You won’t need a lot to top yourself up between meals but leave the decision too late and you will impulsively choose processed sugary hits.

My main problem time is 11 am because I sometimes can’t or I simply forget to break for food at morning tea. My best fix is to eat lunch straight away and backup with my forgotten morning tea a few hours later. I’ll have two afternoon breaks. This works for me but it won’t suit everyone.

What’s the catch with caffeine, energy drinks, guarana and coffee? Caffeine is a stimulant. It can give you a lift but have too much and it raises anxiety levels in both adults and children.

Anxiety is exhausting and draining.

The caffeine dose that raises anxiety levels is surprisingly low. Just 2 cups of percolated coffee per day (about 210 mg caffeine) for adults. For kids aged 5-12 years, the dose is much smaller at 3 mg caffeine per kilogram body weight a day. When you consider that a small 250 ml can of ‘energy drink’ contains 80 mg caffeine, both adults and kids can hit the ‘anxiety dose’ very quickly.

How to tap into your long range fuel tanks, your body fat.

Train your body to expect fewer kilojoules (calories) through the mouth. That is, eat and drink fewer kilojoules (calories). Don’t starve yourself, just take in less food fuel energy than you do now.

Your body will adapt and tap into its own stored body fat fuel tanks. Within a few weeks you will start to feel the benefits. With time your body will appreciate the lighter load and move with less effort.

You will need to compliment your food with a multi-vitamin and mineral if you cut your energy intake below about 6500 kJ daily.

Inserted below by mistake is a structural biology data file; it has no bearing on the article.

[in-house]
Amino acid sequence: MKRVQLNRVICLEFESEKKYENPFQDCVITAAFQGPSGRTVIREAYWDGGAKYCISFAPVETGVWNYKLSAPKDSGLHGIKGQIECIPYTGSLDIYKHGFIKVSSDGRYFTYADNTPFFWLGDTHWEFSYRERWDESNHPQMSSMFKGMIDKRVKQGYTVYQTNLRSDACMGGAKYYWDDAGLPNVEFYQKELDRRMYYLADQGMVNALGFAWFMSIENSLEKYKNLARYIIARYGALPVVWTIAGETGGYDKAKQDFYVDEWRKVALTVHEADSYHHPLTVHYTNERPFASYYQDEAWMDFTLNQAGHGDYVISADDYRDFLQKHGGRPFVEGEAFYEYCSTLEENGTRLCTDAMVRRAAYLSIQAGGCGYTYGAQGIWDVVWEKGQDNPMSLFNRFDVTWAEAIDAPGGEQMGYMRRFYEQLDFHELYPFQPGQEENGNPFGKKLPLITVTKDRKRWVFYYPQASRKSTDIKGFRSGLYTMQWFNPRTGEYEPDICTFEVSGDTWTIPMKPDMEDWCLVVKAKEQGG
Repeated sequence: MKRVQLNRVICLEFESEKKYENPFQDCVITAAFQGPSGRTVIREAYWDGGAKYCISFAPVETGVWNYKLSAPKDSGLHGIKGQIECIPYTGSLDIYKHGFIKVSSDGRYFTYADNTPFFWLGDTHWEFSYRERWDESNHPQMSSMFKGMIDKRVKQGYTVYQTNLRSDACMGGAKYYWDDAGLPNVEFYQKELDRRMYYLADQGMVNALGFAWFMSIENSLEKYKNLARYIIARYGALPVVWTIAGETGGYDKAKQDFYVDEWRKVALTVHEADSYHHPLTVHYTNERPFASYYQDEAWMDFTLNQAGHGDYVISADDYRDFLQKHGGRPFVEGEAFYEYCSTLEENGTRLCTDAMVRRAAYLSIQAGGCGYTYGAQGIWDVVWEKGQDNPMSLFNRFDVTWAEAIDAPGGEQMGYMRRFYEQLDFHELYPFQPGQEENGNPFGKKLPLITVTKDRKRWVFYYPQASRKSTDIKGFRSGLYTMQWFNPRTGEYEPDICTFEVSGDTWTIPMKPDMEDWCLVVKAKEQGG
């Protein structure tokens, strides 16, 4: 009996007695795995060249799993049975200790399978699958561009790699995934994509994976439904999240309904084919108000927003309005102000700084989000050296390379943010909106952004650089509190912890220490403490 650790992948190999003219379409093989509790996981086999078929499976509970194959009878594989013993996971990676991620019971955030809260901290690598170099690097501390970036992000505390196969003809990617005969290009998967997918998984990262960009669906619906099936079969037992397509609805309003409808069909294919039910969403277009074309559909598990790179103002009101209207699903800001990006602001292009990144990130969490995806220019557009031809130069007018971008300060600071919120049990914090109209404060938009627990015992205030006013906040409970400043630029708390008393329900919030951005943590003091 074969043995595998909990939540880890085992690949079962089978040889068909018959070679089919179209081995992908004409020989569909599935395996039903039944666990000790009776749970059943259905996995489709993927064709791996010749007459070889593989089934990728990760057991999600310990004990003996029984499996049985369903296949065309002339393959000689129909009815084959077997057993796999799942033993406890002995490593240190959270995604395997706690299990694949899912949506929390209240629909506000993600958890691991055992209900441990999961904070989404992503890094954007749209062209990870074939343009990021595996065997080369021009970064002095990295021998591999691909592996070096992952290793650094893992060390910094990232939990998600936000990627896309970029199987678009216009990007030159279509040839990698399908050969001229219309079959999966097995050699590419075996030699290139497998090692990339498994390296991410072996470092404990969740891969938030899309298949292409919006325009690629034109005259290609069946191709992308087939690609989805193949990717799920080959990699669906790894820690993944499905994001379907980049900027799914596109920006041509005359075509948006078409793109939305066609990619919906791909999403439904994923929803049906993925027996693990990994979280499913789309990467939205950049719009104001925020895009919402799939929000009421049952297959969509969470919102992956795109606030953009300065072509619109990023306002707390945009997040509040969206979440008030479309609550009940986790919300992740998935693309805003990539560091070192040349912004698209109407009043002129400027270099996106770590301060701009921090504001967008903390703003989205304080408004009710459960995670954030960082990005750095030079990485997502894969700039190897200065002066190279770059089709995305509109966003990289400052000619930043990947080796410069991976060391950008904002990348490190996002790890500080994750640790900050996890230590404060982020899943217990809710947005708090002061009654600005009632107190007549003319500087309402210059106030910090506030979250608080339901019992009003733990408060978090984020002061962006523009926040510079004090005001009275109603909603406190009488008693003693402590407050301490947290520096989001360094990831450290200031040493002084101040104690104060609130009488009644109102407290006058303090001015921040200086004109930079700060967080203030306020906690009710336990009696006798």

What else is important to help you feel energetic and energised?

Value good sleep. Sleep resets the mind and body. A sound sleep ought to see you bounce out of bed, full of energy, refreshed on waking.

Broken topsy turvy sleeps will leave you feeling tired and sapped of energy. New parents know this all too well. Shift workers may battle with low energy because the internal body clock (promoting sleep when at work and vice versa) misaligns with work rosters. Sudden alarm-triggered early rises may also be enough to ruin the sleep cycle.

If you have sleep apnoea and don’t get enough oxygen into your body, you will feel tired. Your bed partner’s sleep will also suffer.

Take note of your caffeine intake at night. Caffeine disrupts sleep for some people. You may be one of them but have never noticed the connection.

Manage your blood sugar levels. High blood glucose levels make you feel tired all the time. Undiagnosed or poorly controlled diabetes are behind this.

Glucose is a form of sugar. You’d imagine high blood glucose will deliver instant energy but it doesn’t. The reverse is true.

Too much sugar in the blood does not give you energy. An unwell body can’t use this energy source very well.

Too much sugar in the blood also makes you super thirsty. Toilet visits increase and night time sleep is disrupted to avoid bed wetting.

Exercise. Exercise’s role as an energiser is mixed. Too much or too little? At both ends of the exercise spectrum you will feel tired or exhausted.